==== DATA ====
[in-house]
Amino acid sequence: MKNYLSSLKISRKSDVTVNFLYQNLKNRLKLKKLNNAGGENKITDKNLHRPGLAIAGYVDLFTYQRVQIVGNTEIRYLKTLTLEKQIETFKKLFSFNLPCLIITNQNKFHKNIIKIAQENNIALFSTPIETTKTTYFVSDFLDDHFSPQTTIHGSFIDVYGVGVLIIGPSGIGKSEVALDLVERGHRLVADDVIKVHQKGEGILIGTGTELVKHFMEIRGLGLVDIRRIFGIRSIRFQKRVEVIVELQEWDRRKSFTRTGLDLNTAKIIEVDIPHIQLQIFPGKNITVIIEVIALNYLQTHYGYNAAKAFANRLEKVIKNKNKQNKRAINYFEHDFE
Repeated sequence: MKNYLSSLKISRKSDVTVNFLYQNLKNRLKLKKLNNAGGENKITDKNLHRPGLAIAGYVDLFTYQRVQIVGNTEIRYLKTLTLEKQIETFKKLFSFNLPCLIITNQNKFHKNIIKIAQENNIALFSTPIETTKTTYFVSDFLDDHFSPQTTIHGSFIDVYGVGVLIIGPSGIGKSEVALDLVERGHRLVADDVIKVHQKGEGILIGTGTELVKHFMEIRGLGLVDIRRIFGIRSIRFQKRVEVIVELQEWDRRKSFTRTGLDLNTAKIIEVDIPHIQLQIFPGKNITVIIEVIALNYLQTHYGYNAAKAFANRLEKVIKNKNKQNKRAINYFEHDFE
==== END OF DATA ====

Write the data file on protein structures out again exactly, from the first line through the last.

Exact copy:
[in-house]
Amino acid sequence: MKNYLSSLKISRKSDVTVNFLYQNLKNRLKLKKLNNAGGENKITDKNLHRPGLAIAGYVDLFTYQRVQIVGNTEIRYLKTLTLEKQIETFKKLFSFNLPCLIITNQNKFHKNIIKIAQENNIALFSTPIETTKTTYFVSDFLDDHFSPQTTIHGSFIDVYGVGVLIIGPSGIGKSEVALDLVERGHRLVADDVIKVHQKGEGILIGTGTELVKHFMEIRGLGLVDIRRIFGIRSIRFQKRVEVIVELQEWDRRKSFTRTGLDLNTAKIIEVDIPHIQLQIFPGKNITVIIEVIALNYLQTHYGYNAAKAFANRLEKVIKNKNKQNKRAINYFEHDFE
Repeated sequence: MKNYLSSLKISRKSDVTVNFLYQNLKNRLKLKKLNNAGGENKITDKNLHRPGLAIAGYVDLFTYQRVQIVGNTEIRYLKTLTLEKQIETFKKLFSFNLPCLIITNQNKFHKNIIKIAQENNIALFSTPIETTKTTYFVSDFLDDHFSPQTTIHGSFIDVYGVGVLIIGPSGIGKSEVALDLVERGHRLVADDVIKVHQKGEGILIGTGTELVKHFMEIRGLGLVDIRRIFGIRSIRFQKRVEVIVELQEWDRRKSFTRTGLDLNTAKIIEVDIPHIQLQIFPGKNITVIIEVIALNYLQTHYGYNAAKAFANRLEKVIKNKNKQNKRAINYFEHDFE